WHY ARE WE CREATIVE: THE CENTIPEDE’S DILEMMA
Dir.: Hermann Vaske; Documentary; Germany 2018, 84 min.
German born writer/director Hermann Vaske (Arteholic) asks more than fifty of the World’s most successful artists why they have chosen to express their creativity in their professional lives. Obviously, their answers are going to be superficial, since there is hardly time for a reflective answer in a film of just over an house. But there’s also no structure here, Vaske lists the answers he gets in a haphazard and roughly chronological order. It’s a trite film akin to flicking through a glossy copy of Hello! Hola or Point de Vue magazine.
Thirty years in the making, his project is the brainchild of the liberation he felt having just emigrated to London. And one his first candidates was David Bowie, who is also one of the few who turns up twice to talk about their creative impulses. Architect Franz Gehry uses drawings to explain his motives, the same goes for Damien Hirst, David Lynch and Ai Weiwei among others. Travelling to Davos for the economic summit, Vaske interviews Bill Gates and Yasser Arafat, who claims his artistic bent rises out of a desire “to carry on for the sake of the future”. In Tokyo, the director gets drunk with the photographer Nobuyoshi Araki, who tells us “I get an erection when shooting my photographs”.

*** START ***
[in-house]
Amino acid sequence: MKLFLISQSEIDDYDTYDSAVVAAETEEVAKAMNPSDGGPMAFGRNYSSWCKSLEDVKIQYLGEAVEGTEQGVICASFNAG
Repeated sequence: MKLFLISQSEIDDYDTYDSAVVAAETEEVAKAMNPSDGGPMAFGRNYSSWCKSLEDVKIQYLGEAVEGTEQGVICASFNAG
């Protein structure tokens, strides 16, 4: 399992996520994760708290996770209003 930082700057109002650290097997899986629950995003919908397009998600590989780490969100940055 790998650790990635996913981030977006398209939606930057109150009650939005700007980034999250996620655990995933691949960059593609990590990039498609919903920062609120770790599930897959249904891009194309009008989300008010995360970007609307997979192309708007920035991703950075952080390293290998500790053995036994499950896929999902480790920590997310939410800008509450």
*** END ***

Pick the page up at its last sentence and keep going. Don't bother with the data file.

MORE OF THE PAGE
Architects top the list of professions, authors are as rare as musicians, who are easily beaten by actors. But sadly women make up a tiny minority of his doc: Yoko Ono, Jeanne Moreau, Bjork, Isabella Rossellini, Zara Hadid, Vivienne Westwood, Angelina Jolie and Diane Kruger. Vaske likes his interviewees to be positive and in a good mood – if they are difficult, their answers are cut short.
Towards the end, director Michael Haneke gives the most original answer: “One should not ask a centipede why he walks, because he might stumble”. Haneke goes on, telling the famous story of the composer Gustav Mahler, who stopped seeing the father of analyses, Sigmund Freud, because the latter told the composer, that analyses might reduce his creativity.
The structure (or the lack of it) invites us to be creative in our own ways, as our attention wanders off, reflecting about what to have for supper, or where we parked the car. But what is more disturbing is the huge number of participants, who are not with us any more – so many of them victims of suicide. Surely they deserve a less flippant approach – underlined by the amusing cartoons of Valerie Pirson and Floppy Lazare – and a more serious treatment, using the parameters of a proper documentary. AS
SCREENING AS PART OF VENICE DIRECTORS’ WEEK 2018